When it comes to weddings and other ceremonies associated with the ancient Greeks, various symbolisms can be found throughout their matrimonial practices. Within the ancient Greek city-states, you will find that Sparta and Athens during this time period differs in terms of approaching a wedding.
For ancient Athenians, the wedding didn’t start to kick off until the sun had set and it was dark. First, the bride would travel from her house to the home of the man she was about to marry. The woman always wore a veil during this time and the mode of transportation during this part of the ceremony was by way of chariot. Walking behind, her family followed the wedding chariot. In their arms and hands, they carried the gifts to give to the newly married. Since it was dark during this time, there needed to be some sort of illumination for this ceremony to take place. The friends of the married couple-to-be accomplished this task. They carried torches while others played music. The music was an attempt to scare away any evil spirits that may be lurking in the darkness.
As part of the wedding ceremony, the bride would eat an apple or another kind of fruit. This symbolized that her husband would be providing her with the basic necessities of life, including food and shelter. While today, we give toasters, blenders and silver serving trays; the ancient Greeks gave different types of gifts. Some of the gifts that an ancient Greek wedding couple may receive include mirrors, perfume, jewelry, as well as furniture. Sometimes vases with a green arrangement were also given.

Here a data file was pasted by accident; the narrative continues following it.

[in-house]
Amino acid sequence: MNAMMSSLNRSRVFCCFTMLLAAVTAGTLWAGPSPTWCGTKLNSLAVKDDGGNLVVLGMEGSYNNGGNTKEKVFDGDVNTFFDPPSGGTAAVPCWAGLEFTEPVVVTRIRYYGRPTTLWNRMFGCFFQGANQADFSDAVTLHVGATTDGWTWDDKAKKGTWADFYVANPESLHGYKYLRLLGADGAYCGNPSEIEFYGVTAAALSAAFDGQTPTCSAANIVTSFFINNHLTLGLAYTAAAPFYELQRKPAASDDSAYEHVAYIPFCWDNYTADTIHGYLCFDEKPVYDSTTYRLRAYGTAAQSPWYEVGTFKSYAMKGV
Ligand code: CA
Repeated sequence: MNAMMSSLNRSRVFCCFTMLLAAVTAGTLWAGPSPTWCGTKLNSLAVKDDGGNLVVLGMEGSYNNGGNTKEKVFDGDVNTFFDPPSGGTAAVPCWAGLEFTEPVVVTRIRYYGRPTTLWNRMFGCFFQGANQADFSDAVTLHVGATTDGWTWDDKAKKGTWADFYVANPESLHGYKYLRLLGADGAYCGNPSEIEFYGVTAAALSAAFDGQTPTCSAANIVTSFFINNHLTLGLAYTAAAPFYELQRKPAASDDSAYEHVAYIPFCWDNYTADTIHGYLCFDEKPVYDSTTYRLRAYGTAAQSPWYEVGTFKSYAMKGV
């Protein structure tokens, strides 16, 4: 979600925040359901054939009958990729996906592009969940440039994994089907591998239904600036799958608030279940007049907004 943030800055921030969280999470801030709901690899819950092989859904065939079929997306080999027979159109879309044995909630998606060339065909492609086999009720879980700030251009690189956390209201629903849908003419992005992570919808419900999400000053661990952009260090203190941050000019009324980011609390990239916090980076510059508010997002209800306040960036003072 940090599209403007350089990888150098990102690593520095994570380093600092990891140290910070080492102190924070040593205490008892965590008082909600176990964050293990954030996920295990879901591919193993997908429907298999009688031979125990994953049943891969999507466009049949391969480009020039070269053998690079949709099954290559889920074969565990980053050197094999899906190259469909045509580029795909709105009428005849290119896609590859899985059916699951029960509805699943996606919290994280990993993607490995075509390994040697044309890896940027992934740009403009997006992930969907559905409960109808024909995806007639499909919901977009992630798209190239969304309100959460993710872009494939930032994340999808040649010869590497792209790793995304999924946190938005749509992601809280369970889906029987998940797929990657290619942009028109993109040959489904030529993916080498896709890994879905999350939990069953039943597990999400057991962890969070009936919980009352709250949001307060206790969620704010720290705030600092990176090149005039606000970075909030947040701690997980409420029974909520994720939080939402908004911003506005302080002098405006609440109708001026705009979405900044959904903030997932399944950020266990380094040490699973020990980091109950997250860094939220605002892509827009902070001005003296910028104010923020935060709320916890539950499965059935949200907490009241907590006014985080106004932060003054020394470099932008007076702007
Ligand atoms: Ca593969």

As for the ancient Spartans, they didn’t waste any time with a long, walk or ride throughout the town. The wedding ceremony was short and sweet, kept rather simple. A back-and-forth display of strength was showcased, although it was the groom whose power shined. Once he proved that he was the superior half of the couple, he would toss his bride over his shoulder and carry her off into the sunset.
One thing that the ancient Greeks took to heart was the art of dancing. The ancient Greeks viewed dancing as a way to increase physical strength, as well as emotional health. During this time period, there were no couples dancing; it was not uncommon to see men and women dancing separately. Some dances during this time were gender specific. Some were mainly for men, while others suited the women. It is said that there were more than 200 ancient Greek dances with a variety of purposes.
For those who craved entertainment, there were comic dances to display. Whether it was to celebrate a triumph over another city-state or to prepare for battle, there were dances depicting warlike concepts. Some dances were created for athletes, while others were meant to embrace religious worship. The list goes on and on, including dances for funerals, weddings, as well as other kinds of celebrations. To accommodate these dances, the music was provided by a wide-range of instruments, such as flutes, lyres, cymbals, tambourines, as well as castanets.